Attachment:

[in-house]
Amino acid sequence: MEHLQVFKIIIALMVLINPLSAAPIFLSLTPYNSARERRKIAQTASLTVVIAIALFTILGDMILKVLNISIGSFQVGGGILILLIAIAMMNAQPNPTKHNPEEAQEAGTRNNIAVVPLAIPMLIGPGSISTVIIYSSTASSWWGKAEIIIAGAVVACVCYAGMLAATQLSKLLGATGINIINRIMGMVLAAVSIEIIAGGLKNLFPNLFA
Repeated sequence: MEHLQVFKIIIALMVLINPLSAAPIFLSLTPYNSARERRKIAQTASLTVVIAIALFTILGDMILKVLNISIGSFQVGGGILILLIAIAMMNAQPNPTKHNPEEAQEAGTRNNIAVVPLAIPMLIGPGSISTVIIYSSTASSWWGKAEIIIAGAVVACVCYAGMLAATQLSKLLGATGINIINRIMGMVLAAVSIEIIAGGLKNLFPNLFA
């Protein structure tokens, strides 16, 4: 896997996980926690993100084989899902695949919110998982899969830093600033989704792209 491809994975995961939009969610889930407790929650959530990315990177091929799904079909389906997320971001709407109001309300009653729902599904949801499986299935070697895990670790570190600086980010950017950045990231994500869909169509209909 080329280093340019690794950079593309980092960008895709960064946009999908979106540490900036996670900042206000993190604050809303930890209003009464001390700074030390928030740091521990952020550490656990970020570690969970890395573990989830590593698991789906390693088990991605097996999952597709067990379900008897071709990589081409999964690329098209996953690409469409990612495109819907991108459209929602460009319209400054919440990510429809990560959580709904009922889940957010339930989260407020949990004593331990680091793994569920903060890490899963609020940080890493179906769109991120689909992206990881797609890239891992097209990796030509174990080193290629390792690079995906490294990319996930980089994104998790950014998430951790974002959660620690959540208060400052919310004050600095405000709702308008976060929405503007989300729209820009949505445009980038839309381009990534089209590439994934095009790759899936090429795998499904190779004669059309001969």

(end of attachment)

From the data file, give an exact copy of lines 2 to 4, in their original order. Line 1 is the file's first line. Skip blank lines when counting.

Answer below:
Amino acid sequence: MEHLQVFKIIIALMVLINPLSAAPIFLSLTPYNSARERRKIAQTASLTVVIAIALFTILGDMILKVLNISIGSFQVGGGILILLIAIAMMNAQPNPTKHNPEEAQEAGTRNNIAVVPLAIPMLIGPGSISTVIIYSSTASSWWGKAEIIIAGAVVACVCYAGMLAATQLSKLLGATGINIINRIMGMVLAAVSIEIIAGGLKNLFPNLFA
Repeated sequence: MEHLQVFKIIIALMVLINPLSAAPIFLSLTPYNSARERRKIAQTASLTVVIAIALFTILGDMILKVLNISIGSFQVGGGILILLIAIAMMNAQPNPTKHNPEEAQEAGTRNNIAVVPLAIPMLIGPGSISTVIIYSSTASSWWGKAEIIIAGAVVACVCYAGMLAATQLSKLLGATGINIINRIMGMVLAAVSIEIIAGGLKNLFPNLFA
């Protein structure tokens, strides 16, 4: 896997996980926690993100084989899902695949919110998982899969830093600033989704792209 491809994975995961939009969610889930407790929650959530990315990177091929799904079909389906997320971001709407109001309300009653729902599904949801499986299935070697895990670790570190600086980010950017950045990231994500869909169509209909 080329280093340019690794950079593309980092960008895709960064946009999908979106540490900036996670900042206000993190604050809303930890209003009464001390700074030390928030740091521990952020550490656990970020570690969970890395573990989830590593698991789906390693088990991605097996999952597709067990379900008897071709990589081409999964690329098209996953690409469409990612495109819907991108459209929602460009319209400054919440990510429809990560959580709904009922889940957010339930989260407020949990004593331990680091793994569920903060890490899963609020940080890493179906769109991120689909992206990881797609890239891992097209990796030509174990080193290629390792690079995906490294990319996930980089994104998790950014998430951790974002959660620690959540208060400052919310004050600095405000709702308008976060929405503007989300729209820009949505445009980038839309381009990534089209590439994934095009790759899936090429795998499904190779004669059309001969």